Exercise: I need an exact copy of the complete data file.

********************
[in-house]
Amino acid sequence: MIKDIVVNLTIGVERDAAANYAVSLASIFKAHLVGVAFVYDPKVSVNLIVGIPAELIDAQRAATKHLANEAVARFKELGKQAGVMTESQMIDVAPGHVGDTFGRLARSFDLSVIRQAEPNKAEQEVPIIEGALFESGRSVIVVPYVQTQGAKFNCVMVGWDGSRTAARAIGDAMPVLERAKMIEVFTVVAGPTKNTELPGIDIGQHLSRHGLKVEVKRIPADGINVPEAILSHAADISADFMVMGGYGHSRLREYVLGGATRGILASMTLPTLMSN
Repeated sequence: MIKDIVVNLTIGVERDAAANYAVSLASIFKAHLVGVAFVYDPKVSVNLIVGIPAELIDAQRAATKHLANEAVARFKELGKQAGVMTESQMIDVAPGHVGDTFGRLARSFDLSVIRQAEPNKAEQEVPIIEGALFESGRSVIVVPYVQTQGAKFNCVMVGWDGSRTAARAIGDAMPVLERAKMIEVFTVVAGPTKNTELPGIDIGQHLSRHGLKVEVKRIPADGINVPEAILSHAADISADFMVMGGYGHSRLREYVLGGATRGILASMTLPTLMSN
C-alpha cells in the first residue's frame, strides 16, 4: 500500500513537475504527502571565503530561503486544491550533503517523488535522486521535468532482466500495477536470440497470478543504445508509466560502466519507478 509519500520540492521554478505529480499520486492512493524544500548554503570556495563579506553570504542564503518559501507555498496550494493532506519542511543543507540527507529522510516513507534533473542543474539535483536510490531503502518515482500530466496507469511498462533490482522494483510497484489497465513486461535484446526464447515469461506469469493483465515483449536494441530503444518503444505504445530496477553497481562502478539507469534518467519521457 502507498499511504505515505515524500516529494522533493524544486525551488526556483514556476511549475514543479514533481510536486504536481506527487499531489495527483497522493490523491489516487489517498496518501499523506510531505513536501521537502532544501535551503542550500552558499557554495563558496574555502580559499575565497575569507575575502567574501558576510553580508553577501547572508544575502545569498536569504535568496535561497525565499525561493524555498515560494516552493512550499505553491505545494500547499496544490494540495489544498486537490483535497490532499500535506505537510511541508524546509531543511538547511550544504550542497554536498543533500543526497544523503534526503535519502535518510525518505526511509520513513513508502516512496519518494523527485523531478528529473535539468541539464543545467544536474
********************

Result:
[in-house]
Amino acid sequence: MIKDIVVNLTIGVERDAAANYAVSLASIFKAHLVGVAFVYDPKVSVNLIVGIPAELIDAQRAATKHLANEAVARFKELGKQAGVMTESQMIDVAPGHVGDTFGRLARSFDLSVIRQAEPNKAEQEVPIIEGALFESGRSVIVVPYVQTQGAKFNCVMVGWDGSRTAARAIGDAMPVLERAKMIEVFTVVAGPTKNTELPGIDIGQHLSRHGLKVEVKRIPADGINVPEAILSHAADISADFMVMGGYGHSRLREYVLGGATRGILASMTLPTLMSN
Repeated sequence: MIKDIVVNLTIGVERDAAANYAVSLASIFKAHLVGVAFVYDPKVSVNLIVGIPAELIDAQRAATKHLANEAVARFKELGKQAGVMTESQMIDVAPGHVGDTFGRLARSFDLSVIRQAEPNKAEQEVPIIEGALFESGRSVIVVPYVQTQGAKFNCVMVGWDGSRTAARAIGDAMPVLERAKMIEVFTVVAGPTKNTELPGIDIGQHLSRHGLKVEVKRIPADGINVPEAILSHAADISADFMVMGGYGHSRLREYVLGGATRGILASMTLPTLMSN
C-alpha cells in the first residue's frame, strides 16, 4: 500500500513537475504527502571565503530561503486544491550533503517523488535522486521535468532482466500495477536470440497470478543504445508509466560502466519507478 509519500520540492521554478505529480499520486492512493524544500548554503570556495563579506553570504542564503518559501507555498496550494493532506519542511543543507540527507529522510516513507534533473542543474539535483536510490531503502518515482500530466496507469511498462533490482522494483510497484489497465513486461535484446526464447515469461506469469493483465515483449536494441530503444518503444505504445530496477553497481562502478539507469534518467519521457 502507498499511504505515505515524500516529494522533493524544486525551488526556483514556476511549475514543479514533481510536486504536481506527487499531489495527483497522493490523491489516487489517498496518501499523506510531505513536501521537502532544501535551503542550500552558499557554495563558496574555502580559499575565497575569507575575502567574501558576510553580508553577501547572508544575502545569498536569504535568496535561497525565499525561493524555498515560494516552493512550499505553491505545494500547499496544490494540495489544498486537490483535497490532499500535506505537510511541508524546509531543511538547511550544504550542497554536498543533500543526497544523503534526503535519502535518510525518505526511509520513513513508502516512496519518494523527485523531478528529473535539468541539464543545467544536474